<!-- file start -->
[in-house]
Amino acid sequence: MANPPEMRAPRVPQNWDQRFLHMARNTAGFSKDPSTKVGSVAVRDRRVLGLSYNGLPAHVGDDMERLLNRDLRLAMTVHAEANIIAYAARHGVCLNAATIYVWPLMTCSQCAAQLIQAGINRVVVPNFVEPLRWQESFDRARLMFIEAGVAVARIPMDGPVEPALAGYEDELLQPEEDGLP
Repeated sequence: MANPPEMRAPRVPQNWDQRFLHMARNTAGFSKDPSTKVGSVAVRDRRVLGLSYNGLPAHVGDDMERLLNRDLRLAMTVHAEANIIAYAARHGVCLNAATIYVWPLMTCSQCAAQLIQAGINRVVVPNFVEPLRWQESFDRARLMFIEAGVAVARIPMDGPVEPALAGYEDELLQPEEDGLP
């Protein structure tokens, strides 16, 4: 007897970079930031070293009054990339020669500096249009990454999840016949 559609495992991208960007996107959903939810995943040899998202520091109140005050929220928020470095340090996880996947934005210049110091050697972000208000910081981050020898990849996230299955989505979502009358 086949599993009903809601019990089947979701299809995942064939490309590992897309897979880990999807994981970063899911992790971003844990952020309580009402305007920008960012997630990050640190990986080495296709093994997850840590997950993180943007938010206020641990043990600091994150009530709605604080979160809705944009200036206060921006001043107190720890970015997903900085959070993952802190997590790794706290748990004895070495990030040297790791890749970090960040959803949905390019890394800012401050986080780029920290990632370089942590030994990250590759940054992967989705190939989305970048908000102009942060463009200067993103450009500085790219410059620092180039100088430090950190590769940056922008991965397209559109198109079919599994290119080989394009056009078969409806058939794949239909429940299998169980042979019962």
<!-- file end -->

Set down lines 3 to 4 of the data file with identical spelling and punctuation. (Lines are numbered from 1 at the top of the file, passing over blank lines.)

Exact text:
Repeated sequence: MANPPEMRAPRVPQNWDQRFLHMARNTAGFSKDPSTKVGSVAVRDRRVLGLSYNGLPAHVGDDMERLLNRDLRLAMTVHAEANIIAYAARHGVCLNAATIYVWPLMTCSQCAAQLIQAGINRVVVPNFVEPLRWQESFDRARLMFIEAGVAVARIPMDGPVEPALAGYEDELLQPEEDGLP
């Protein structure tokens, strides 16, 4: 007897970079930031070293009054990339020669500096249009990454999840016949 559609495992991208960007996107959903939810995943040899998202520091109140005050929220928020470095340090996880996947934005210049110091050697972000208000910081981050020898990849996230299955989505979502009358 086949599993009903809601019990089947979701299809995942064939490309590992897309897979880990999807994981970063899911992790971003844990952020309580009402305007920008960012997630990050640190990986080495296709093994997850840590997950993180943007938010206020641990043990600091994150009530709605604080979160809705944009200036206060921006001043107190720890970015997903900085959070993952802190997590790794706290748990004895070495990030040297790791890749970090960040959803949905390019890394800012401050986080780029920290990632370089942590030994990250590759940054992967989705190939989305970048908000102009942060463009200067993103450009500085790219410059620092180039100088430090950190590769940056922008991965397209559109198109079919599994290119080989394009056009078969409806058939794949239909429940299998169980042979019962």